Drug overdose deaths increased for the 11th consecutive year in 2010, according to an analysis from the Centers for Disease Control and Prevention.
The report, published as a research letter in the Feb. 20 issue of the Journal of the American Medical Association, shows that 38,329 people died from a drug overdose in the United States in 2010, up from 37,004 deaths in 2009. The increase continues the steady rise in overdose deaths seen over the past 11 years, starting with 16,849 deaths in 1999.
Overdose deaths involving opioid analgesics have shown a similar increase. Starting with 4,030 deaths in 1999, the number increased to 15,597 in 2009 and 16,651 in 2010.
In 2010, nearly 60% (22,134) of drug overdose deaths involved pharmaceutical drugs. Opioid analgesics, such as oxycodone, hydrocodone and methadone, were involved in about 3 of every 4 pharmaceutical overdose deaths (16,651), confirming the predominant role opioid analgesics play in drug overdose deaths.
The researchers found that drugs often prescribed for mental health conditions were involved in a significant number of pharmaceutical overdose deaths. Benzodiazepines were involved in nearly 30% (6,497) of these deaths, antidepressants in 18% (3,889) and antipsychotic drugs in 6% (1,351). (Deaths involving more than one drug or drug class are counted multiple times and therefore are not mutually exclusive.)
Data came from the CDCs National Center for Health Statistics 2010 multiple-cause-of-death file, which is based on death certificates.
“Patients with mental health or substance use disorders are at increased risk for nonmedical use and overdose from prescription painkillers as well as being prescribed high doses of these drugs,” CDC Director Tom Frieden, MD, MPH, said in a news release.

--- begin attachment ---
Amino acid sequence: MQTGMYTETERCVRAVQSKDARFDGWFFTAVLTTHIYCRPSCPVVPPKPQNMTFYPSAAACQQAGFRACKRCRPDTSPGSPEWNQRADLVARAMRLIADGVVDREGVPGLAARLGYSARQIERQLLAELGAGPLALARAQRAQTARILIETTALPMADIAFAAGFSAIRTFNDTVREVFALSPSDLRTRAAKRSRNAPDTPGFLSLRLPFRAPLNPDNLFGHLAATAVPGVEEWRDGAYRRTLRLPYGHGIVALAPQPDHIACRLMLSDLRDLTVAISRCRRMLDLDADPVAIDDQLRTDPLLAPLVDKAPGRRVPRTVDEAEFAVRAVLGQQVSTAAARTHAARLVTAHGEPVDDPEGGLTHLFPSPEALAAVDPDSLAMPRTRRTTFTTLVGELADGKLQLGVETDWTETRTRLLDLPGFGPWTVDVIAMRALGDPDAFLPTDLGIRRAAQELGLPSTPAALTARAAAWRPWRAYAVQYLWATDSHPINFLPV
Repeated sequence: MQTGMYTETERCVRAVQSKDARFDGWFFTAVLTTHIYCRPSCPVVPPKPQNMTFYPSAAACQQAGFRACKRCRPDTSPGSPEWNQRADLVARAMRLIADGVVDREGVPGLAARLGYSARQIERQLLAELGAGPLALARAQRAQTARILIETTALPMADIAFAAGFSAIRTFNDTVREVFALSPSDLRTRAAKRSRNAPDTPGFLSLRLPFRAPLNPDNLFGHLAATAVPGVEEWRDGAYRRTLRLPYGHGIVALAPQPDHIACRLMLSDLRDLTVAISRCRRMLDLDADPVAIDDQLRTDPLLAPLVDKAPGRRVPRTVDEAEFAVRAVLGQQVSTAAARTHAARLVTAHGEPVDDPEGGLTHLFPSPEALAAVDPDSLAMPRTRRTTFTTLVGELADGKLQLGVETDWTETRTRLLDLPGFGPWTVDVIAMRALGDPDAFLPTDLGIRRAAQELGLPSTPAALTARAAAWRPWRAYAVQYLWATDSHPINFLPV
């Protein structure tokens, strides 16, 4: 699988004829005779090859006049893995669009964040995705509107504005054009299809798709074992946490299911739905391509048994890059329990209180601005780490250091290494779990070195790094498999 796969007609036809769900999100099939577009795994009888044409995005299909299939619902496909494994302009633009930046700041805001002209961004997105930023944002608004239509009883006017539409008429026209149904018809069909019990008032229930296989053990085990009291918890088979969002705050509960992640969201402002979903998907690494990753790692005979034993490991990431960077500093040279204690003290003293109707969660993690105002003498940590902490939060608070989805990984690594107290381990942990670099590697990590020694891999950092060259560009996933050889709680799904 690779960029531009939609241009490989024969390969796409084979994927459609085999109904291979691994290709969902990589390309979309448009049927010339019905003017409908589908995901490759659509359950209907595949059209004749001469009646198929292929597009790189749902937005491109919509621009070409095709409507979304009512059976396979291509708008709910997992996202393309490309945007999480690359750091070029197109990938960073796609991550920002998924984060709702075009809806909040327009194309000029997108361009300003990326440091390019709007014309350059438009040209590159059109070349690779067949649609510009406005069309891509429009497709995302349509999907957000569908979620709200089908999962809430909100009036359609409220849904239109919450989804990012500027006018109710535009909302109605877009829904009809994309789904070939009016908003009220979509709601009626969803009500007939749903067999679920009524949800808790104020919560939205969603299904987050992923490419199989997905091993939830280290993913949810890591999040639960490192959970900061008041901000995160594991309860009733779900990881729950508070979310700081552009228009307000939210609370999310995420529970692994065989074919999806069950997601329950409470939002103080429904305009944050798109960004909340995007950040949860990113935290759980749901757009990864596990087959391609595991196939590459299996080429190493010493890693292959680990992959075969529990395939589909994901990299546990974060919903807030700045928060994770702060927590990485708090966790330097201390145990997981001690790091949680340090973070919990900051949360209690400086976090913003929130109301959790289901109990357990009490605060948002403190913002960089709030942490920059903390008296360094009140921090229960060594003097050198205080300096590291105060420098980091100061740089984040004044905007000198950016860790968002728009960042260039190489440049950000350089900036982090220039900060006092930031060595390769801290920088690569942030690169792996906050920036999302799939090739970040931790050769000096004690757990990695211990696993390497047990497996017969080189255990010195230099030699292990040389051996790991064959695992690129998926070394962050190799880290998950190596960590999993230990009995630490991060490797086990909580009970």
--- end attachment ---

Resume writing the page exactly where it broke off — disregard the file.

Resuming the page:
“Appropriate screening, identification and clinical management by healthcare providers are essential parts of both behavioral health and chronic pain management.”
The federal government is taking steps such as:
• Tracking prescription drug overdose trends to better understand the epidemic;
• Encouraging the development of abuse-deterrent opioid formulations and products that treat abuse and overdose;
• Educating healthcare providers and the public about prescription drug abuse and overdose;
• Requiring manufacturers of extended-release and long-acting opioids to make educational programs available to prescribers about the risks and benefits of opioid therapy, along with the need to choose patients appropriately, manage and monitor patients and counsel patients on the safe use of the drugs;
• Using opioid labeling as a tool to inform prescribers and patients about the approved uses of these medications;
• Developing, evaluating and promoting programs and policies shown to prevent prescription drug abuse and overdose while making sure patients have access to safe, effective pain treatment.
Promising steps that many states are taking include:
• Starting or improving prescription drug monitoring programs, which are electronic databases that track all prescriptions for opioids in the state;
• Using prescription drug monitoring programs, public insurance programs and workers compensation data to identify improper prescribing of opioids;
• Setting up programs for public insurance programs, workers compensation programs and state-run health plans that identify and address improper patient use of opioids;
• Passing, enforcing and evaluating, pill-mill, doctor-shopping and other state laws to reduce prescription opioid abuse;
• Encouraging state licensing boards to take action against inappropriate prescribing;
• Increasing access to substance abuse treatment.
The research letter is available via subscription or purchase at http://jama.jamanetwork.com/article.aspx?articleid=1653518.